Weak and incoherent are probably the most appropriate words. But words, of course, are not sufficient.
Kevin Rudd’s problem is that he talked a big game on climate and hasn’t delivered. If he was serious about the great moral challenge of our age, he would have introduced the 20% renewable energy target as one of his first pieces of legislation. Instead he let the renewable energy industry languish for nearly two years before introducing a dog of scheme that needed to be overhauled immediately.
Much has been made of his failure to continue selling the CPRS to the Australian public and for letting support wane, but the problem was the excessive weight given to the CPRS in the first place. Yes a price on carbon has an important role in driving the shift to a low carbon economy, but only alonside other policy measures that promote good stuff and prohibit the bad. The problem now is that most of these other measures aren’t in place, and havn’t even been seriously discussed.
For Abotts part, he’ll most likely need to find something new to oppose on climate change given that he appears manifestly unwilling to develop a serious policy himself.
While there will be inevitable swings in the polls, climate change isn’t going away as in issue. Lindsay Tanner knows this and he, more than most in Cabinet, should be worried about the ALP policy vaccum. Thankfully, there are quite a few things that can be done.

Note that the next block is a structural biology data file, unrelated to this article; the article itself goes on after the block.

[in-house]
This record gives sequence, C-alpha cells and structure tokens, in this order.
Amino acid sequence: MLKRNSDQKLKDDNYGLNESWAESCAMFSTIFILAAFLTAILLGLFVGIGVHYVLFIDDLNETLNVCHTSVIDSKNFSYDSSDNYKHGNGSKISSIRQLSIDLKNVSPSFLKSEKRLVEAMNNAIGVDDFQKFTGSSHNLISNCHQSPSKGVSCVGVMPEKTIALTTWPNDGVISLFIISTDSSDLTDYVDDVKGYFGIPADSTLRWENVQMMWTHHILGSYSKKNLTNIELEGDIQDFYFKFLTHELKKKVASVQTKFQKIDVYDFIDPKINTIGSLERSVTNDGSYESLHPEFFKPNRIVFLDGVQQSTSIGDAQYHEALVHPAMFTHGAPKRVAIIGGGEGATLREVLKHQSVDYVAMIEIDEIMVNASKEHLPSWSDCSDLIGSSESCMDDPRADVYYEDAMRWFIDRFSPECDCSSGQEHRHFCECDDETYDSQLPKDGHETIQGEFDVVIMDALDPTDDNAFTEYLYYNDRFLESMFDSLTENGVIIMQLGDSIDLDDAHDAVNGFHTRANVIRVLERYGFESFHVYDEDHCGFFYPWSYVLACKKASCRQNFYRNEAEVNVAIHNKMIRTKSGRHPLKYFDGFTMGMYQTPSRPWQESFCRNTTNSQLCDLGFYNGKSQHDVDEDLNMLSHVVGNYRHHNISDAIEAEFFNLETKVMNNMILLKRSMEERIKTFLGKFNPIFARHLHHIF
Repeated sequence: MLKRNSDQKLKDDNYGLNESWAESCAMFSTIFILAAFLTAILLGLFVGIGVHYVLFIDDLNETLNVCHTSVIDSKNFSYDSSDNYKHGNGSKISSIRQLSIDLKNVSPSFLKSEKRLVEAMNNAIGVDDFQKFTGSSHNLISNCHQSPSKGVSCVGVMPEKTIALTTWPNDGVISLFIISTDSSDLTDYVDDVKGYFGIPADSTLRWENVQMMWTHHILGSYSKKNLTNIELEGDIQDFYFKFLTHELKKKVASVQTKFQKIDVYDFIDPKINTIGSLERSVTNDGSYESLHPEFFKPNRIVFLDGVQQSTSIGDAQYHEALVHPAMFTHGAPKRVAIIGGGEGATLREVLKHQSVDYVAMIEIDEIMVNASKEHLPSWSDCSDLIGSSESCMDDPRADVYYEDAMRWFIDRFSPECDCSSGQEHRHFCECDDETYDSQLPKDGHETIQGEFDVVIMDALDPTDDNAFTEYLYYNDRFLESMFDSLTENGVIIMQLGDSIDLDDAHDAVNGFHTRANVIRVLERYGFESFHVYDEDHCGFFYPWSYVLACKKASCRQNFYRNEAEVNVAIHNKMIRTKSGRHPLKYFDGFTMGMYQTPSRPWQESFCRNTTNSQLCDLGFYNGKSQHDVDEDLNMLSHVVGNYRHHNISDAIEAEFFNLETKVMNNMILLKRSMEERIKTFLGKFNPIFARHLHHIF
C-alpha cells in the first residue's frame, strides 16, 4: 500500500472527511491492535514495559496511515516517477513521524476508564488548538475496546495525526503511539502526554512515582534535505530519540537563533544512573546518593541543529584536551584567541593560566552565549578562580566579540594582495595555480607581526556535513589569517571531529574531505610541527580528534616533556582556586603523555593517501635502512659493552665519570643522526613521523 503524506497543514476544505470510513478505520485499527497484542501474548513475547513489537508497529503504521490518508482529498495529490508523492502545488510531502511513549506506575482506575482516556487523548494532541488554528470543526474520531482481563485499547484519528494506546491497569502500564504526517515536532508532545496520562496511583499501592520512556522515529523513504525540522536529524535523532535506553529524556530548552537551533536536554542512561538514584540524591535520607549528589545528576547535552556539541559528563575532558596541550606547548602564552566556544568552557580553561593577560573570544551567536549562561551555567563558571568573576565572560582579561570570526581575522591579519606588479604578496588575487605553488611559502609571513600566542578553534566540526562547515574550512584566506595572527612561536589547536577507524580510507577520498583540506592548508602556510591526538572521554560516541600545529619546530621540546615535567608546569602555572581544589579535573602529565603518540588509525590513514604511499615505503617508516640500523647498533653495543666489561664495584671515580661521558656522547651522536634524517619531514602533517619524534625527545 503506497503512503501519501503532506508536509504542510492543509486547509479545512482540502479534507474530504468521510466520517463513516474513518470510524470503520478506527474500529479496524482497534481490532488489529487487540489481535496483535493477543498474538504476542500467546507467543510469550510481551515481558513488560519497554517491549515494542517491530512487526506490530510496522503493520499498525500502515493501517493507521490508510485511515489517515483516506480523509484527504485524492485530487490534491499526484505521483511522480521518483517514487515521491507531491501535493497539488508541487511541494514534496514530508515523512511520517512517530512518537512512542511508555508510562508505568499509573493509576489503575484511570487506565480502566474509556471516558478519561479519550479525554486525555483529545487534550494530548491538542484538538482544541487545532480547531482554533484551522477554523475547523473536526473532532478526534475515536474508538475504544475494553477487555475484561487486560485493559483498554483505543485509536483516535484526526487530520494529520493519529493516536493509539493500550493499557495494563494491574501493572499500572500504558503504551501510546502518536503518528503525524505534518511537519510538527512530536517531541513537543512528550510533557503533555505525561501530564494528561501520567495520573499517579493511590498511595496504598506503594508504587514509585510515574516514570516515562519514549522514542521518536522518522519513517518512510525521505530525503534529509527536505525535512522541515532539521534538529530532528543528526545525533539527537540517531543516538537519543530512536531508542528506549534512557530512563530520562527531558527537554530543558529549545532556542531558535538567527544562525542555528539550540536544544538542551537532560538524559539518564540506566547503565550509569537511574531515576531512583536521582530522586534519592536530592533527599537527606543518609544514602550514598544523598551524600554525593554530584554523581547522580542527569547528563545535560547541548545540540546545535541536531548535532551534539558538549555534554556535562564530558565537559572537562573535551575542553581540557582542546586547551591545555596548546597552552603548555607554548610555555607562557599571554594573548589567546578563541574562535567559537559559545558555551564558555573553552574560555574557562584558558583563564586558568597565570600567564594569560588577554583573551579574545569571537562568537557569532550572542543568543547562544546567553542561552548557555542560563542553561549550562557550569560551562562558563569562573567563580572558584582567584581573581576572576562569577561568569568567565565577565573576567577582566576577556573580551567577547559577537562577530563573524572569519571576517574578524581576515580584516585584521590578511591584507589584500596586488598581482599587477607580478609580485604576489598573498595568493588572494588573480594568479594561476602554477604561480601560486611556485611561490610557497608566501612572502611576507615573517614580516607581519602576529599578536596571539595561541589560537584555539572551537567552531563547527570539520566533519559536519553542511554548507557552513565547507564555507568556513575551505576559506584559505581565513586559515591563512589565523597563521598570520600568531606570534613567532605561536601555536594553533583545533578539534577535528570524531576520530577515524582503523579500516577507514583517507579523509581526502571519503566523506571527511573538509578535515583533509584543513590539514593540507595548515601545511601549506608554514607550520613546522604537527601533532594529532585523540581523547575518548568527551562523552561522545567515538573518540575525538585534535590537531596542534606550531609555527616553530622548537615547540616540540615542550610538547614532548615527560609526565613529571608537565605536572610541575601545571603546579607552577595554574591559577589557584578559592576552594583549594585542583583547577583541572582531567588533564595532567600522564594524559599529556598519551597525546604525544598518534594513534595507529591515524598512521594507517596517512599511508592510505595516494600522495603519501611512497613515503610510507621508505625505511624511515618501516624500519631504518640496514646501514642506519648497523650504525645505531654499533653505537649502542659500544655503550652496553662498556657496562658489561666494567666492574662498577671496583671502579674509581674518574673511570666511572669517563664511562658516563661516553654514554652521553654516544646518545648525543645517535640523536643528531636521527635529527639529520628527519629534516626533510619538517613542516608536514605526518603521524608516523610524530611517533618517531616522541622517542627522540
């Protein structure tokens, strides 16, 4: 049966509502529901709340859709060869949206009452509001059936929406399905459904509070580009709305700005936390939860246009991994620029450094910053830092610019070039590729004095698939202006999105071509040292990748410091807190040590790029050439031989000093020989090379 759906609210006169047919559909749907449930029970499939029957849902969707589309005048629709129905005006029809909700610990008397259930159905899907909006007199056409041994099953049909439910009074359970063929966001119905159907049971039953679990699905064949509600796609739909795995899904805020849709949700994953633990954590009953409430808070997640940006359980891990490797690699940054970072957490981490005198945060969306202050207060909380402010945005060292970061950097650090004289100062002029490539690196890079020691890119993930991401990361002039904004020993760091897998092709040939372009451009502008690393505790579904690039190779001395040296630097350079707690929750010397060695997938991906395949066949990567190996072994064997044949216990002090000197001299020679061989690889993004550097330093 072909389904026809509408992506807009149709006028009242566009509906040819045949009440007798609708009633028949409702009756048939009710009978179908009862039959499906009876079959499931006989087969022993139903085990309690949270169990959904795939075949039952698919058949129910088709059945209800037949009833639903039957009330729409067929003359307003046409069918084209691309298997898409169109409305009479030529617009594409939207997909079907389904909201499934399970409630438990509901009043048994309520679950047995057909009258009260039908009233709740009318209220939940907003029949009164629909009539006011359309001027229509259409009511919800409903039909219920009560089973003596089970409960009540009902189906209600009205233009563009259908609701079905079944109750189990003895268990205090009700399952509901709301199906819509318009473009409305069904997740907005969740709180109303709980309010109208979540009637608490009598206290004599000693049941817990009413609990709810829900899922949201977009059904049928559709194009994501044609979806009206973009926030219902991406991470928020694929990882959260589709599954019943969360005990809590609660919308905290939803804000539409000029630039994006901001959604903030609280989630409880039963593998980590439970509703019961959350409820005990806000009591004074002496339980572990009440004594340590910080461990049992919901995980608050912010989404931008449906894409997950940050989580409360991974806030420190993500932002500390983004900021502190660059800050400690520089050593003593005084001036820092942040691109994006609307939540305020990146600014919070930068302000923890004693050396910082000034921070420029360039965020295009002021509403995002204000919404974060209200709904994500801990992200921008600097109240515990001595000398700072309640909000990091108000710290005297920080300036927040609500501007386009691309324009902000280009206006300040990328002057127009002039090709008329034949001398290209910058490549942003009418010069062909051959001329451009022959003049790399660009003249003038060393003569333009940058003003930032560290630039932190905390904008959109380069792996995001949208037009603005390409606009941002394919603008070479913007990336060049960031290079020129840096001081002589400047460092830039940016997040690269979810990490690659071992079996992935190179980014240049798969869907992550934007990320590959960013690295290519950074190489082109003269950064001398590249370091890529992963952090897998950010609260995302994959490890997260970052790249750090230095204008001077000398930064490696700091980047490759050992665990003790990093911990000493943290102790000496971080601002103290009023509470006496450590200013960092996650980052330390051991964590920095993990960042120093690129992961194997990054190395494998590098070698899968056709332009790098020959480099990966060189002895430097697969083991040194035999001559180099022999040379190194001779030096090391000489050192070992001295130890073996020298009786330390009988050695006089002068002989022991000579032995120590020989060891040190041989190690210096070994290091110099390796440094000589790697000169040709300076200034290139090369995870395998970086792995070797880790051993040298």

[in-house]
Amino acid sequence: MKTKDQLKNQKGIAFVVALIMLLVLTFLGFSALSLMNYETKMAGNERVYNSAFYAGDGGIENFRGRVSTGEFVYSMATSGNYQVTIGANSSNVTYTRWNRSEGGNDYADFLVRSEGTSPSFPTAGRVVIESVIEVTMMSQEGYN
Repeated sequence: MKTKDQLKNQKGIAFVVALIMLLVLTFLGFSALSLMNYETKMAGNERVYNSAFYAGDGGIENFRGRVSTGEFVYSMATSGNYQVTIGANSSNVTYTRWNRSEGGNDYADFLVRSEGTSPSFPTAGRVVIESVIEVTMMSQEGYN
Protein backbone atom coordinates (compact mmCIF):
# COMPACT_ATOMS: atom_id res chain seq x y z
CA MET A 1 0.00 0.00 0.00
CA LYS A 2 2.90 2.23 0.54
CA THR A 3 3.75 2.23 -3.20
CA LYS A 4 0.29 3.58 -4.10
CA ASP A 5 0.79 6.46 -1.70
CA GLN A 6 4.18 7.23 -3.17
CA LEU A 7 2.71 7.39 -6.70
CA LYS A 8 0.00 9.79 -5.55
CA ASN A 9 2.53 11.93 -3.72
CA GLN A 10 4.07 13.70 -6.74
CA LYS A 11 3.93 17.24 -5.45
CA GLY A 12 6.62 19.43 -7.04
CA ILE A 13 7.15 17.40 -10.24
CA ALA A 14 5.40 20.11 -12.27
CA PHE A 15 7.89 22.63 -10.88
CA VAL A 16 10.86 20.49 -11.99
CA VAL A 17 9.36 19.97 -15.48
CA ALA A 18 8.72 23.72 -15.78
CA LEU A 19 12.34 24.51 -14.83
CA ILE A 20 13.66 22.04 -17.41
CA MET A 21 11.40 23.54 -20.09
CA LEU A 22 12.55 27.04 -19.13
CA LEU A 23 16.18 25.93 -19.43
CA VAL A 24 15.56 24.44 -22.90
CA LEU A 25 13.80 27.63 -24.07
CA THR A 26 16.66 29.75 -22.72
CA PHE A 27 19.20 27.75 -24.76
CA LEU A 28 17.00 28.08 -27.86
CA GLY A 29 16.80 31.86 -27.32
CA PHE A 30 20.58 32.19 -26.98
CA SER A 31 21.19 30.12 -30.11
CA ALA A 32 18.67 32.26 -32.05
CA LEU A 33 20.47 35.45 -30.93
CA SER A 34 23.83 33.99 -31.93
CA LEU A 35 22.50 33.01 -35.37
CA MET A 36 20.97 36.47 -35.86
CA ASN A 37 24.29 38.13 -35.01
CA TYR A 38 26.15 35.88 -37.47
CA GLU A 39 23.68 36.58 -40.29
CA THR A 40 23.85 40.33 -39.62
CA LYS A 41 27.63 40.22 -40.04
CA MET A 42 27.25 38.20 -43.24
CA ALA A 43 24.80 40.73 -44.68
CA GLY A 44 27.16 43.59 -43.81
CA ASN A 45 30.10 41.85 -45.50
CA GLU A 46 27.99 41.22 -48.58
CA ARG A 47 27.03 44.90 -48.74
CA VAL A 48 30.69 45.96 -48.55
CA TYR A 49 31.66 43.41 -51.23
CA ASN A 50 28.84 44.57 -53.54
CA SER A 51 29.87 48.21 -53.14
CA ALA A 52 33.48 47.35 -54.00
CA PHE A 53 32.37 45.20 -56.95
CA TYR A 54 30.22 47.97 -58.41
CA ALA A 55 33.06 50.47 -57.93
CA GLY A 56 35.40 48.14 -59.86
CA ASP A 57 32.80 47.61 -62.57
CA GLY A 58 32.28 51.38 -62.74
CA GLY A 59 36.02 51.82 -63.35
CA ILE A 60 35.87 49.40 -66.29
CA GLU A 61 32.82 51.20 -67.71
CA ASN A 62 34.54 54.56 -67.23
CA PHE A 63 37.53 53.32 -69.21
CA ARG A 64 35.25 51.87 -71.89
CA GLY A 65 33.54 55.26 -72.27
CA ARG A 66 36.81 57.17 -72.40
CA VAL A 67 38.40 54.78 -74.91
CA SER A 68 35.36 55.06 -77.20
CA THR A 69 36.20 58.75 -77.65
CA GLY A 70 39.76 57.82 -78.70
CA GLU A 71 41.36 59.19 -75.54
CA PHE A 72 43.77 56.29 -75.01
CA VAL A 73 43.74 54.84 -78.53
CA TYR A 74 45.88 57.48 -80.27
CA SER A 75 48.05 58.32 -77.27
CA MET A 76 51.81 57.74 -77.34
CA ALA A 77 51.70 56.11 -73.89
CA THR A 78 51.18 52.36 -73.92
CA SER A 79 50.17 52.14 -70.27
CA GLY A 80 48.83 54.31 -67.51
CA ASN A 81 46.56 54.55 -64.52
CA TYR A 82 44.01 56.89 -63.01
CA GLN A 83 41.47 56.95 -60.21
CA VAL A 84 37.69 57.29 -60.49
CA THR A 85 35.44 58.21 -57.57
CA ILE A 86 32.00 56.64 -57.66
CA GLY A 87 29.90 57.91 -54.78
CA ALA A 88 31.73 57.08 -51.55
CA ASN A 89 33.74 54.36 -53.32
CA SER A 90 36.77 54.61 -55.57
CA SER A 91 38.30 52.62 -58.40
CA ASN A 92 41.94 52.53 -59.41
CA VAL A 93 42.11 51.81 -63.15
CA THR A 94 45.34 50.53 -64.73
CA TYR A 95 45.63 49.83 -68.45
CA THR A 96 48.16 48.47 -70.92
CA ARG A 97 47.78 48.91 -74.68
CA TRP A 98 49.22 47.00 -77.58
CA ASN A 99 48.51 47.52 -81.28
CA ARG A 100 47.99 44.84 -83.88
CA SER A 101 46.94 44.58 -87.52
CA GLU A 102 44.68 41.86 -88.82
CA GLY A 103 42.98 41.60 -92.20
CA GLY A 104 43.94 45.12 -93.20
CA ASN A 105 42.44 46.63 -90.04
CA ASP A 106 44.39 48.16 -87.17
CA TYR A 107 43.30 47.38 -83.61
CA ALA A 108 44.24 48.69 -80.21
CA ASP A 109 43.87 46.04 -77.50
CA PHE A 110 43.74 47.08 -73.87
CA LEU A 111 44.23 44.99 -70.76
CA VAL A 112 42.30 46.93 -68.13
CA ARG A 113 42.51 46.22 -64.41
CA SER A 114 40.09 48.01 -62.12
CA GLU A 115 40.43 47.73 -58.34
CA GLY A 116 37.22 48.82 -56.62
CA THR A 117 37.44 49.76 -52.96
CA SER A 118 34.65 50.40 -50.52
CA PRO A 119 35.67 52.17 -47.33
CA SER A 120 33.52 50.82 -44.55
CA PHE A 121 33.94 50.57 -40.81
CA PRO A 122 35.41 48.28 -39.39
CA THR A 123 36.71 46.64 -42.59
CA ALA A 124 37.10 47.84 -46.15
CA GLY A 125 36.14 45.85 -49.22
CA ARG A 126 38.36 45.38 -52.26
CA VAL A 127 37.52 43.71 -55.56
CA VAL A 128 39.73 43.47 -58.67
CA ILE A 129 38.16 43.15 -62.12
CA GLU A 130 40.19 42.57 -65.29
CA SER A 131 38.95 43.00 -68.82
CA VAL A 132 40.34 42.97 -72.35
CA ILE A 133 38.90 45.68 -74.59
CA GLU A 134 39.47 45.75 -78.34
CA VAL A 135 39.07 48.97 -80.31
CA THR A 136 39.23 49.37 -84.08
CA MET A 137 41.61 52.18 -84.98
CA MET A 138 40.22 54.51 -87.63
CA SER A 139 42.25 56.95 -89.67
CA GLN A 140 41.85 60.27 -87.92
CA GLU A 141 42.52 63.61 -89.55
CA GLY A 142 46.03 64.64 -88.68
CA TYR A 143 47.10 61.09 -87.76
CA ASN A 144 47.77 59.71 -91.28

As a very first step we should stop making things worse. There are currently plans for 12 new coal power stations around Australia which, if built, would increase Australia’s total emissions by around 7%. A simple first step would be to say “no new coal power stations”. Or if it is too unpallatable to put the words “no” and “coal” in the same sentence, they could stipulate an emissions intensity standard that would effectively disallow new coal unless most of the emissions are captured and sequestered from day one (for the CCS optimists out there).
Another thing they could do would be to decide to switch off Australia’s dirtiest power station – Hazelwood in the Latrobe Valley – and replace it with a combination of energy efficiency improvements and renewable energy. While it might sound like a tokenistic act, this one power station accounts for almost 3% of Australia’s total emissions so closing it would go part way to meeting the pathetically low 5% emissions reduction target and would be a good first step. International Power, the owners of Hazelwood, have expressed a willingness to be bought out, probably at an over-inflated price. Environment Victoria and other groups are campaigning to close Hazelwood by 2012 and no doubt Mr Tanner will come under quite a bit of pressure to make it happen.
Politics, of course, is about symbols and stories. It seems as though good policy is almost sytematically rejected if it doesn’t allow politicians to tell a useful story to the electorate. Carbon trading was always going to be a difficult sell, but banning new coal plants or closing Hazelwood would be profoundly different. They are visceral acts that tell a very powerful story. They would be like markers put down in our psyche – to break from the past and symbolise that a transition is underway towards a clean energy future.
And they are both direct action. Kevin? Tony?
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